Last week, the Home Office launched a 12-week public consultation on gay marriage.
The proposals, which would allow partners to have a civil wedding and take the same vows and commitments as opposite sex couples, have faced fierce opposition from both church leaders and a minority of members of the Conservative Party.
Now the Muslim Council of Britain (MCB) has waded into the debate, telling The Telegraph that 'redefining' marriage is 'unnecessary and unhelpful'.
'With the advent of civil partnerships, both homosexual and heterosexual couples now have equal rights in the eyes of the law,' said Farooq Murad, secretary general of the MCB.
'Therefore, in our view, the case to change the definition of marriage, as accepted throughout time and across cultures, is strikingly weak.'
He added that gay unions are not accepted by Islam.
Lord Singh, head of the UK's Network of Sikh Organisations, has also condemned the proposal, calling it a 'sideways assault on religion'.
'It is an attempt by a vocal, secular minority to attack religion,' he told BBC Radio 4’s Today program.
The Home Office's consultation paper, which proposes to allow gay couples to marry in a registry office and give those already in a civil partnership the option to convert it into a marriage, has been slammed by members of the Anglican and Catholic churches.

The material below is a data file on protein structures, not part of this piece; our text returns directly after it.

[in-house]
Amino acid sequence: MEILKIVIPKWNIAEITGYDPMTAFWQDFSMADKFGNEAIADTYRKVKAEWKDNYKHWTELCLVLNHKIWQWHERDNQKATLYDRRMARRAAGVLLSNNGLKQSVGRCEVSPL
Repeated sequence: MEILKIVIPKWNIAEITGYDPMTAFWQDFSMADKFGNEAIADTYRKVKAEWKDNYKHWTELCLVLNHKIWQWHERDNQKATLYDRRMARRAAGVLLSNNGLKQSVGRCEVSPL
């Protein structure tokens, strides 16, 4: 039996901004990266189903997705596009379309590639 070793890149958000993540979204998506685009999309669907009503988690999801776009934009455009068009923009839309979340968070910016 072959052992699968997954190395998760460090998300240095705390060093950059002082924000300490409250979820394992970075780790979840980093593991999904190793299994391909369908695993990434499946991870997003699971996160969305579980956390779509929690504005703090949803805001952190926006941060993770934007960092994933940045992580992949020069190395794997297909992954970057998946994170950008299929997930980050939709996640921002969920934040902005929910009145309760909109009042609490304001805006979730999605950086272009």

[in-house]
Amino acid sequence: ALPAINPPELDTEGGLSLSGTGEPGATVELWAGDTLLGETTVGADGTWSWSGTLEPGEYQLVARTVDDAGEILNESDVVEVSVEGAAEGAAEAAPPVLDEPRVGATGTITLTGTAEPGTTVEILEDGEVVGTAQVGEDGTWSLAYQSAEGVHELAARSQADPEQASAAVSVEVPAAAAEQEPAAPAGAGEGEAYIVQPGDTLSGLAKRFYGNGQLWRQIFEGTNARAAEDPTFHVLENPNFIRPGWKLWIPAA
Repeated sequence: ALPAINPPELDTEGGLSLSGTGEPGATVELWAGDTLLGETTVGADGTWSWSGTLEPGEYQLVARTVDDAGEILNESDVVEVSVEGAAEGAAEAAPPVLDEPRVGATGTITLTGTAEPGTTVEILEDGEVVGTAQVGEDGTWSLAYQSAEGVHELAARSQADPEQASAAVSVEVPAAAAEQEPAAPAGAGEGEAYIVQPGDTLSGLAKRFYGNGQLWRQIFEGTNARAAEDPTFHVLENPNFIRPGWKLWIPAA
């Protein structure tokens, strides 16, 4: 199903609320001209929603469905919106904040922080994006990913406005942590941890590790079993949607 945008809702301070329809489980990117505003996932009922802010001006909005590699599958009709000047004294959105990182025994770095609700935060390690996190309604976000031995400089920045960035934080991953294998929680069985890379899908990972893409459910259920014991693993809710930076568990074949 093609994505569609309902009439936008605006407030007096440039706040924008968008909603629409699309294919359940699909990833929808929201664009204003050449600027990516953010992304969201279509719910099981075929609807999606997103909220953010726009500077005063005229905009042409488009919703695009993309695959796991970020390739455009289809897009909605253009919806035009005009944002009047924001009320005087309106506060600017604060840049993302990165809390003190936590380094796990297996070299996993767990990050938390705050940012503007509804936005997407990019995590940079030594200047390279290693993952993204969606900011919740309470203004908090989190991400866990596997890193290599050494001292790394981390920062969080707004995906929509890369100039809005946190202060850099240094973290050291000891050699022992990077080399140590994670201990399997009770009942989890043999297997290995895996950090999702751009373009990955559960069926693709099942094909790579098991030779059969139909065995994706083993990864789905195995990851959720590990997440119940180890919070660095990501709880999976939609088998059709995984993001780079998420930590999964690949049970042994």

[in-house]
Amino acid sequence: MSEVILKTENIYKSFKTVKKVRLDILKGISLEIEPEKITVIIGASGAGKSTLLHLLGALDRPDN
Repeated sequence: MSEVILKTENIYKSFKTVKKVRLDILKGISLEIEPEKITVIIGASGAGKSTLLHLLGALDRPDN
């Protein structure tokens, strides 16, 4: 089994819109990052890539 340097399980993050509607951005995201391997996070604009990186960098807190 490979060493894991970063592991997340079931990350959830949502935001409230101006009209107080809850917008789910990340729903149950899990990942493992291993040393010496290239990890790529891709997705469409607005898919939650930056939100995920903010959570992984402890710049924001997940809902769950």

Catholics were also urged to oppose gay marriage during masses on 11 March in a letter written by the Archbishop of Westminster, calling Christians to protect the meaning of marriage.
Not all Christian groups are opposed to gay marriage, with the Quaker church saying they support same-sex unions.
However, equality campaigner Peter Tatchell criticized the proposals for still barring religions from hosting weddings, even if they want to.
The Trade Union Congress (TUC) has welcomed the government’s consultation, saying it is an important step toward LGBT equality, but agrees that the law should go further and allow religious weddings.
TUC General Secretary Brendan Barber said: 'Opening up civil marriage to same sex couples would be a welcome step forward on the long journey towards achieving equality for LGBT people.
'However, not including religious ceremonies for same sex couples or civil partnerships to heterosexuals who might want this option in the consultation is very short-sighted – and shows we still have a very long way to go before we can talk about real equality and inclusion.'
A similar consultation in Scotland closed on the 9 December, attracting over 70,000 responses, making it the biggest consultation in the history of the Scottish Parliament.
The Scottish government is expected to take a decision on whether to move forward with legislation soon.